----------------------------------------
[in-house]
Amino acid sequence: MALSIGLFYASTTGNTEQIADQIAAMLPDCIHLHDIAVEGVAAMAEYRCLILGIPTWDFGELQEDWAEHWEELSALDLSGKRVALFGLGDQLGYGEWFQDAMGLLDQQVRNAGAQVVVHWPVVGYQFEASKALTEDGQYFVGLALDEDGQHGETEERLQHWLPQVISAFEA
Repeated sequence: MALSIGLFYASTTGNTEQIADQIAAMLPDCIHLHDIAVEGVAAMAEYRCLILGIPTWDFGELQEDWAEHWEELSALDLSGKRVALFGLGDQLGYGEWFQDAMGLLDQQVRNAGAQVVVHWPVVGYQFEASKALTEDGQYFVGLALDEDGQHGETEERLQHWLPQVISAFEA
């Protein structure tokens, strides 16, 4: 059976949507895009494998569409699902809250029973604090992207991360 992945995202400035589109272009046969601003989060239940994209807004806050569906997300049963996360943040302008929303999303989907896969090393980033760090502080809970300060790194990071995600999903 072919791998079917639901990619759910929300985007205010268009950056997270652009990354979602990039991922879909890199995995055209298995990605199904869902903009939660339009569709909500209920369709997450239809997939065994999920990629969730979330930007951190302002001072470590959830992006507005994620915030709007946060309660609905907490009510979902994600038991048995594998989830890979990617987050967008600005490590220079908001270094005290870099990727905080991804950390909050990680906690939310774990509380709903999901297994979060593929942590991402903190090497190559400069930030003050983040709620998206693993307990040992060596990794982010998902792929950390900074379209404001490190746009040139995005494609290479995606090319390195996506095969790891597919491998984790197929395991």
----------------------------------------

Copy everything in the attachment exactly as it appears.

[in-house]
Amino acid sequence: MALSIGLFYASTTGNTEQIADQIAAMLPDCIHLHDIAVEGVAAMAEYRCLILGIPTWDFGELQEDWAEHWEELSALDLSGKRVALFGLGDQLGYGEWFQDAMGLLDQQVRNAGAQVVVHWPVVGYQFEASKALTEDGQYFVGLALDEDGQHGETEERLQHWLPQVISAFEA
Repeated sequence: MALSIGLFYASTTGNTEQIADQIAAMLPDCIHLHDIAVEGVAAMAEYRCLILGIPTWDFGELQEDWAEHWEELSALDLSGKRVALFGLGDQLGYGEWFQDAMGLLDQQVRNAGAQVVVHWPVVGYQFEASKALTEDGQYFVGLALDEDGQHGETEERLQHWLPQVISAFEA
């Protein structure tokens, strides 16, 4: 059976949507895009494998569409699902809250029973604090992207991360 992945995202400035589109272009046969601003989060239940994209807004806050569906997300049963996360943040302008929303999303989907896969090393980033760090502080809970300060790194990071995600999903 072919791998079917639901990619759910929300985007205010268009950056997270652009990354979602990039991922879909890199995995055209298995990605199904869902903009939660339009569709909500209920369709997450239809997939065994999920990629969730979330930007951190302002001072470590959830992006507005994620915030709007946060309660609905907490009510979902994600038991048995594998989830890979990617987050967008600005490590220079908001270094005290870099990727905080991804950390909050990680906690939310774990509380709903999901297994979060593929942590991402903190090497190559400069930030003050983040709620998206693993307990040992060596990794982010998902792929950390900074379209404001490190746009040139995005494609290479995606090319390195996506095969790891597919491998984790197929395991």